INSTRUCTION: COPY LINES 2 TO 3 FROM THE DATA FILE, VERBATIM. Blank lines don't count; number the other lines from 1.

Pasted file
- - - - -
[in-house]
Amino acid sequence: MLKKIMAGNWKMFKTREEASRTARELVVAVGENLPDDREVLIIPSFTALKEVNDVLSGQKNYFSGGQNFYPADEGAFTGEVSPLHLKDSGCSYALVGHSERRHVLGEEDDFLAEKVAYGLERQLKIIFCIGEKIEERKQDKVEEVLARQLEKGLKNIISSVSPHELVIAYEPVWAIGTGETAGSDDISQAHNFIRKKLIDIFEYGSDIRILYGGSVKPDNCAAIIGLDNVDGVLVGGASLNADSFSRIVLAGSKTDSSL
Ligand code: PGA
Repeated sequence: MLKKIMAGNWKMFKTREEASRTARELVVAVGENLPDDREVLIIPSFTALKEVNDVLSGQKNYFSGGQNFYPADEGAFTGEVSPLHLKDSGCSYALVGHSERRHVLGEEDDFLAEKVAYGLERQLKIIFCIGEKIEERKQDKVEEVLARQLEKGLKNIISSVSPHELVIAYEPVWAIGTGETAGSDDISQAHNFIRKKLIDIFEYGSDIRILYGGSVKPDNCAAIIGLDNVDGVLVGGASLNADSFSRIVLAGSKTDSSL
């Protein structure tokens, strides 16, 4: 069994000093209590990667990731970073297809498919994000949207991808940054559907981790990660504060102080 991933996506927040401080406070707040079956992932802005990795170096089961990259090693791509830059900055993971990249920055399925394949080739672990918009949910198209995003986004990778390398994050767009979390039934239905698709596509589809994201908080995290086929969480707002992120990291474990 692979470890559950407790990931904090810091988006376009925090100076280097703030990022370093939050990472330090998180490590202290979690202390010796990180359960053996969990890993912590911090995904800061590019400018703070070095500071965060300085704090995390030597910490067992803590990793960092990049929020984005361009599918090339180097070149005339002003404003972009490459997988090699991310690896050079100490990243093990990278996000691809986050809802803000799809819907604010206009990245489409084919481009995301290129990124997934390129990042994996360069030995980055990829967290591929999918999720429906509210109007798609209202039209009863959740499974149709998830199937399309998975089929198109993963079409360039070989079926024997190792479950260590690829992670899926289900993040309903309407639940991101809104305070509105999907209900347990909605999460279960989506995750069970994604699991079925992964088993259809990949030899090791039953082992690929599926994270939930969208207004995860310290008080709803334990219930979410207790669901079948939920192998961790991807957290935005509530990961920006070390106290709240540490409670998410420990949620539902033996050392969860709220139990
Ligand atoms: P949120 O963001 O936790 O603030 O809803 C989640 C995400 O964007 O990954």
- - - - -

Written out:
Amino acid sequence: MLKKIMAGNWKMFKTREEASRTARELVVAVGENLPDDREVLIIPSFTALKEVNDVLSGQKNYFSGGQNFYPADEGAFTGEVSPLHLKDSGCSYALVGHSERRHVLGEEDDFLAEKVAYGLERQLKIIFCIGEKIEERKQDKVEEVLARQLEKGLKNIISSVSPHELVIAYEPVWAIGTGETAGSDDISQAHNFIRKKLIDIFEYGSDIRILYGGSVKPDNCAAIIGLDNVDGVLVGGASLNADSFSRIVLAGSKTDSSL
Ligand code: PGA